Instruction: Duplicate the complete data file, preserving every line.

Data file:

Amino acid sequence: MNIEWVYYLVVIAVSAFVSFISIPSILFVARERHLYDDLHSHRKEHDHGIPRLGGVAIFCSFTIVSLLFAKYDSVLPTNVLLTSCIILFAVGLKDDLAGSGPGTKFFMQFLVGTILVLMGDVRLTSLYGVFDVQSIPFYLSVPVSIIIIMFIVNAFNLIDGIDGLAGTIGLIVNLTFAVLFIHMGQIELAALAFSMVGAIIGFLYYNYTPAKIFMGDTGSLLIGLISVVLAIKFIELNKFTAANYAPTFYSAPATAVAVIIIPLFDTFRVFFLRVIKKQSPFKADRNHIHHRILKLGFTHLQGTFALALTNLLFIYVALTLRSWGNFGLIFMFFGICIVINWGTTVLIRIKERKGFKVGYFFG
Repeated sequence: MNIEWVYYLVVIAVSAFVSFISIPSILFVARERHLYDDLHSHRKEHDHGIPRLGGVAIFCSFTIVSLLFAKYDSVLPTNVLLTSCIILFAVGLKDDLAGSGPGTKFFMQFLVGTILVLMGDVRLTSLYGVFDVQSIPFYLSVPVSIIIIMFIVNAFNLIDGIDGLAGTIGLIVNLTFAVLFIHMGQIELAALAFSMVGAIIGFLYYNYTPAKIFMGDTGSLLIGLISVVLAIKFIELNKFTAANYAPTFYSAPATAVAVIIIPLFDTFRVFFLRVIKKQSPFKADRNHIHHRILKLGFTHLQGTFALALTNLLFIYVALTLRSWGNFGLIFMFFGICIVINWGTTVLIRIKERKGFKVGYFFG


Amino acid sequence: MNIEWVYYLVVIAVSAFVSFISIPSILFVARERHLYDDLHSHRKEHDHGIPRLGGVAIFCSFTIVSLLFAKYDSVLPTNVLLTSCIILFAVGLKDDLAGSGPGTKFFMQFLVGTILVLMGDVRLTSLYGVFDVQSIPFYLSVPVSIIIIMFIVNAFNLIDGIDGLAGTIGLIVNLTFAVLFIHMGQIELAALAFSMVGAIIGFLYYNYTPAKIFMGDTGSLLIGLISVVLAIKFIELNKFTAANYAPTFYSAPATAVAVIIIPLFDTFRVFFLRVIKKQSPFKADRNHIHHRILKLGFTHLQGTFALALTNLLFIYVALTLRSWGNFGLIFMFFGICIVINWGTTVLIRIKERKGFKVGYFFG
Repeated sequence: MNIEWVYYLVVIAVSAFVSFISIPSILFVARERHLYDDLHSHRKEHDHGIPRLGGVAIFCSFTIVSLLFAKYDSVLPTNVLLTSCIILFAVGLKDDLAGSGPGTKFFMQFLVGTILVLMGDVRLTSLYGVFDVQSIPFYLSVPVSIIIIMFIVNAFNLIDGIDGLAGTIGLIVNLTFAVLFIHMGQIELAALAFSMVGAIIGFLYYNYTPAKIFMGDTGSLLIGLISVVLAIKFIELNKFTAANYAPTFYSAPATAVAVIIIPLFDTFRVFFLRVIKKQSPFKADRNHIHHRILKLGFTHLQGTFALALTNLLFIYVALTLRSWGNFGLIFMFFGICIVINWGTTVLIRIKERKGFKVGYFFG